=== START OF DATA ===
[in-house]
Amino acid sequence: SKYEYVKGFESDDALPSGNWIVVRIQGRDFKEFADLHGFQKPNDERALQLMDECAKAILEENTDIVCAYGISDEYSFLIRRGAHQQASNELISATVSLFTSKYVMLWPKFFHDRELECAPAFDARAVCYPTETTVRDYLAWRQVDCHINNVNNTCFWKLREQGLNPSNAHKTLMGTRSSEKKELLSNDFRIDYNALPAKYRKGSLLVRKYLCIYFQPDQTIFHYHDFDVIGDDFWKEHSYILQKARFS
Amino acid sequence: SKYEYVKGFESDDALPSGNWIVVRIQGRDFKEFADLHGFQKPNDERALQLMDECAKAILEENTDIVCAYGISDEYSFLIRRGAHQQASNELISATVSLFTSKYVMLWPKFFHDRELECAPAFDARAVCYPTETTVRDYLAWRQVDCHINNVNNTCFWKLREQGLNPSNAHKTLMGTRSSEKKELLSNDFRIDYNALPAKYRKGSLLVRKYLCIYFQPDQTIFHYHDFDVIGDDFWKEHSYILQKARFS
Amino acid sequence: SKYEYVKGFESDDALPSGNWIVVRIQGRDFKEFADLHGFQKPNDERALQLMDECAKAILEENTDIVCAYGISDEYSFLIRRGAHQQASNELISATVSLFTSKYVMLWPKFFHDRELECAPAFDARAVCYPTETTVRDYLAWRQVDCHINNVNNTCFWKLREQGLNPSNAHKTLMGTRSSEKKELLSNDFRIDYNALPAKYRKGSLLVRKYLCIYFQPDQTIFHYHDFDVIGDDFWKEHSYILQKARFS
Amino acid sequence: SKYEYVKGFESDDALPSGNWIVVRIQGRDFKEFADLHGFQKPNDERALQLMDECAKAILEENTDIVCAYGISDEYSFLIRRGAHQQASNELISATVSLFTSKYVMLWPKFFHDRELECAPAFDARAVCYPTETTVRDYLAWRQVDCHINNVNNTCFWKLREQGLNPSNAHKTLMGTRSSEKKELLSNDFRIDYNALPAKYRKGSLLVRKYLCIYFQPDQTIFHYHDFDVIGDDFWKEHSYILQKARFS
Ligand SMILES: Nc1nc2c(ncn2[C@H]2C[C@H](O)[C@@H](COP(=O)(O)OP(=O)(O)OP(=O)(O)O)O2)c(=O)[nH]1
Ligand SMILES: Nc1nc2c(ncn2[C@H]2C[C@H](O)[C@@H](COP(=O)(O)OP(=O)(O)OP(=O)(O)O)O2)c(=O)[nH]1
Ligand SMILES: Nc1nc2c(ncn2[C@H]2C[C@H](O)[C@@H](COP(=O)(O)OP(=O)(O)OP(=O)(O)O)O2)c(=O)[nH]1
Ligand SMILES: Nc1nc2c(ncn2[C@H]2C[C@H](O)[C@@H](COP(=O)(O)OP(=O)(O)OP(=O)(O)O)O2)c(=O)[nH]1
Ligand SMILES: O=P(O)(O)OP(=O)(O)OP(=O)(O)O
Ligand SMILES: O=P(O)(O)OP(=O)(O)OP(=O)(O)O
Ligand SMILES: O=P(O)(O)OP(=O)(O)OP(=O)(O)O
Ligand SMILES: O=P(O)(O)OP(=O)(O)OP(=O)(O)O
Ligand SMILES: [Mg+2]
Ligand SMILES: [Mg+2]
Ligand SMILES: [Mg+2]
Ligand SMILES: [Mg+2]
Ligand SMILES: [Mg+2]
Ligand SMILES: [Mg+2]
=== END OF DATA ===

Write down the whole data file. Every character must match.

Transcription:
[in-house]
Amino acid sequence: SKYEYVKGFESDDALPSGNWIVVRIQGRDFKEFADLHGFQKPNDERALQLMDECAKAILEENTDIVCAYGISDEYSFLIRRGAHQQASNELISATVSLFTSKYVMLWPKFFHDRELECAPAFDARAVCYPTETTVRDYLAWRQVDCHINNVNNTCFWKLREQGLNPSNAHKTLMGTRSSEKKELLSNDFRIDYNALPAKYRKGSLLVRKYLCIYFQPDQTIFHYHDFDVIGDDFWKEHSYILQKARFS
Amino acid sequence: SKYEYVKGFESDDALPSGNWIVVRIQGRDFKEFADLHGFQKPNDERALQLMDECAKAILEENTDIVCAYGISDEYSFLIRRGAHQQASNELISATVSLFTSKYVMLWPKFFHDRELECAPAFDARAVCYPTETTVRDYLAWRQVDCHINNVNNTCFWKLREQGLNPSNAHKTLMGTRSSEKKELLSNDFRIDYNALPAKYRKGSLLVRKYLCIYFQPDQTIFHYHDFDVIGDDFWKEHSYILQKARFS
Amino acid sequence: SKYEYVKGFESDDALPSGNWIVVRIQGRDFKEFADLHGFQKPNDERALQLMDECAKAILEENTDIVCAYGISDEYSFLIRRGAHQQASNELISATVSLFTSKYVMLWPKFFHDRELECAPAFDARAVCYPTETTVRDYLAWRQVDCHINNVNNTCFWKLREQGLNPSNAHKTLMGTRSSEKKELLSNDFRIDYNALPAKYRKGSLLVRKYLCIYFQPDQTIFHYHDFDVIGDDFWKEHSYILQKARFS
Amino acid sequence: SKYEYVKGFESDDALPSGNWIVVRIQGRDFKEFADLHGFQKPNDERALQLMDECAKAILEENTDIVCAYGISDEYSFLIRRGAHQQASNELISATVSLFTSKYVMLWPKFFHDRELECAPAFDARAVCYPTETTVRDYLAWRQVDCHINNVNNTCFWKLREQGLNPSNAHKTLMGTRSSEKKELLSNDFRIDYNALPAKYRKGSLLVRKYLCIYFQPDQTIFHYHDFDVIGDDFWKEHSYILQKARFS
Ligand SMILES: Nc1nc2c(ncn2[C@H]2C[C@H](O)[C@@H](COP(=O)(O)OP(=O)(O)OP(=O)(O)O)O2)c(=O)[nH]1
Ligand SMILES: Nc1nc2c(ncn2[C@H]2C[C@H](O)[C@@H](COP(=O)(O)OP(=O)(O)OP(=O)(O)O)O2)c(=O)[nH]1
Ligand SMILES: Nc1nc2c(ncn2[C@H]2C[C@H](O)[C@@H](COP(=O)(O)OP(=O)(O)OP(=O)(O)O)O2)c(=O)[nH]1
Ligand SMILES: Nc1nc2c(ncn2[C@H]2C[C@H](O)[C@@H](COP(=O)(O)OP(=O)(O)OP(=O)(O)O)O2)c(=O)[nH]1
Ligand SMILES: O=P(O)(O)OP(=O)(O)OP(=O)(O)O
Ligand SMILES: O=P(O)(O)OP(=O)(O)OP(=O)(O)O
Ligand SMILES: O=P(O)(O)OP(=O)(O)OP(=O)(O)O
Ligand SMILES: O=P(O)(O)OP(=O)(O)OP(=O)(O)O
Ligand SMILES: [Mg+2]
Ligand SMILES: [Mg+2]
Ligand SMILES: [Mg+2]
Ligand SMILES: [Mg+2]
Ligand SMILES: [Mg+2]
Ligand SMILES: [Mg+2]